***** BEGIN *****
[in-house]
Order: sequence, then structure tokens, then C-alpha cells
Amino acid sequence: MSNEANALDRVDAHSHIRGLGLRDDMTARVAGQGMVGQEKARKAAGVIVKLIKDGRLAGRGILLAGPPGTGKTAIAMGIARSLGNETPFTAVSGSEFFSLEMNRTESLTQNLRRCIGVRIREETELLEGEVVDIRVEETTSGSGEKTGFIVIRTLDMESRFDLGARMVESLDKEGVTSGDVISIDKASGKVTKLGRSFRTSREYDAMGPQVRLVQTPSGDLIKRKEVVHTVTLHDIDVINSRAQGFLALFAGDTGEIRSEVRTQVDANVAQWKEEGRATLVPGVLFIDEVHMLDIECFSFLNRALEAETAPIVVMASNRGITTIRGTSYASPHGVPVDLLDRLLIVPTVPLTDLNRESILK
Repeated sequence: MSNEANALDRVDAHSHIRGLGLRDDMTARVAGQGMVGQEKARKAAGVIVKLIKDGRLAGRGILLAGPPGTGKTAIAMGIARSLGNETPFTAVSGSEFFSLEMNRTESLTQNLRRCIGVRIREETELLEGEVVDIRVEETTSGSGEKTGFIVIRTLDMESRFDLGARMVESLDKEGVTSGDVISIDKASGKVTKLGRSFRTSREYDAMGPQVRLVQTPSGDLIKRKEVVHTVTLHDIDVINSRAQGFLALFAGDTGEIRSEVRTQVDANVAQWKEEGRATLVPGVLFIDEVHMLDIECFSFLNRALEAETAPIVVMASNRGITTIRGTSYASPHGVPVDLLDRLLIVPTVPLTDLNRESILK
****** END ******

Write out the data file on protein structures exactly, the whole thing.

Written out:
[in-house]
Order: sequence, then structure tokens, then C-alpha cells
Amino acid sequence: MSNEANALDRVDAHSHIRGLGLRDDMTARVAGQGMVGQEKARKAAGVIVKLIKDGRLAGRGILLAGPPGTGKTAIAMGIARSLGNETPFTAVSGSEFFSLEMNRTESLTQNLRRCIGVRIREETELLEGEVVDIRVEETTSGSGEKTGFIVIRTLDMESRFDLGARMVESLDKEGVTSGDVISIDKASGKVTKLGRSFRTSREYDAMGPQVRLVQTPSGDLIKRKEVVHTVTLHDIDVINSRAQGFLALFAGDTGEIRSEVRTQVDANVAQWKEEGRATLVPGVLFIDEVHMLDIECFSFLNRALEAETAPIVVMASNRGITTIRGTSYASPHGVPVDLLDRLLIVPTVPLTDLNRESILK
Repeated sequence: MSNEANALDRVDAHSHIRGLGLRDDMTARVAGQGMVGQEKARKAAGVIVKLIKDGRLAGRGILLAGPPGTGKTAIAMGIARSLGNETPFTAVSGSEFFSLEMNRTESLTQNLRRCIGVRIREETELLEGEVVDIRVEETTSGSGEKTGFIVIRTLDMESRFDLGARMVESLDKEGVTSGDVISIDKASGKVTKLGRSFRTSREYDAMGPQVRLVQTPSGDLIKRKEVVHTVTLHDIDVINSRAQGFLALFAGDTGEIRSEVRTQVDANVAQWKEEGRATLVPGVLFIDEVHMLDIECFSFLNRALEAETAPIVVMASNRGITTIRGTSYASPHGVPVDLLDRLLIVPTVPLTDLNRESILK